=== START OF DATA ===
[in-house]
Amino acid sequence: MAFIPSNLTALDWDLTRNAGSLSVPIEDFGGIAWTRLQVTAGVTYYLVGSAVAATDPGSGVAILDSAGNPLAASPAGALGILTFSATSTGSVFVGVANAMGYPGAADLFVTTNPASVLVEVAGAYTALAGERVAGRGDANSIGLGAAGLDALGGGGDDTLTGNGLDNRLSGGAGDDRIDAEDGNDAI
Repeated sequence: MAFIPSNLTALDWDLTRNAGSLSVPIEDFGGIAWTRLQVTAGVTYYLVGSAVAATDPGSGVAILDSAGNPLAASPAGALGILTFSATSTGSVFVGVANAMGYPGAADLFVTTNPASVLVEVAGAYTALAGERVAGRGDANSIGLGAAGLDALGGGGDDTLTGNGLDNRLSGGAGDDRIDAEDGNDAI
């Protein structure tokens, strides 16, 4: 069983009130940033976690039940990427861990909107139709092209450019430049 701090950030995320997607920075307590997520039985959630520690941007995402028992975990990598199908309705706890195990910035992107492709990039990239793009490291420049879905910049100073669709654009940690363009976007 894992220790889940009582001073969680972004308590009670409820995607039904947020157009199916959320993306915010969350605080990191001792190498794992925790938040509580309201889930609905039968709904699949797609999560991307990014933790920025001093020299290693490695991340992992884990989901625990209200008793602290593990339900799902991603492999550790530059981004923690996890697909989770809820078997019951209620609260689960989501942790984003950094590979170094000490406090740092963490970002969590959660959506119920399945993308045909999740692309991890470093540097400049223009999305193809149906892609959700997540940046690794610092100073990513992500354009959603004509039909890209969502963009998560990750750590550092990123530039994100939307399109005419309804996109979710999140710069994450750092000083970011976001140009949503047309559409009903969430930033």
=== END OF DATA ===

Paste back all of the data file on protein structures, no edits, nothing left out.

[in-house]
Amino acid sequence: MAFIPSNLTALDWDLTRNAGSLSVPIEDFGGIAWTRLQVTAGVTYYLVGSAVAATDPGSGVAILDSAGNPLAASPAGALGILTFSATSTGSVFVGVANAMGYPGAADLFVTTNPASVLVEVAGAYTALAGERVAGRGDANSIGLGAAGLDALGGGGDDTLTGNGLDNRLSGGAGDDRIDAEDGNDAI
Repeated sequence: MAFIPSNLTALDWDLTRNAGSLSVPIEDFGGIAWTRLQVTAGVTYYLVGSAVAATDPGSGVAILDSAGNPLAASPAGALGILTFSATSTGSVFVGVANAMGYPGAADLFVTTNPASVLVEVAGAYTALAGERVAGRGDANSIGLGAAGLDALGGGGDDTLTGNGLDNRLSGGAGDDRIDAEDGNDAI
């Protein structure tokens, strides 16, 4: 069983009130940033976690039940990427861990909107139709092209450019430049 701090950030995320997607920075307590997520039985959630520690941007995402028992975990990598199908309705706890195990910035992107492709990039990239793009490291420049879905910049100073669709654009940690363009976007 894992220790889940009582001073969680972004308590009670409820995607039904947020157009199916959320993306915010969350605080990191001792190498794992925790938040509580309201889930609905039968709904699949797609999560991307990014933790920025001093020299290693490695991340992992884990989901625990209200008793602290593990339900799902991603492999550790530059981004923690996890697909989770809820078997019951209620609260689960989501942790984003950094590979170094000490406090740092963490970002969590959660959506119920399945993308045909999740692309991890470093540097400049223009999305193809149906892609959700997540940046690794610092100073990513992500354009959603004509039909890209969502963009998560990750750590550092990123530039994100939307399109005419309804996109979710999140710069994450750092000083970011976001140009949503047309559409009903969430930033």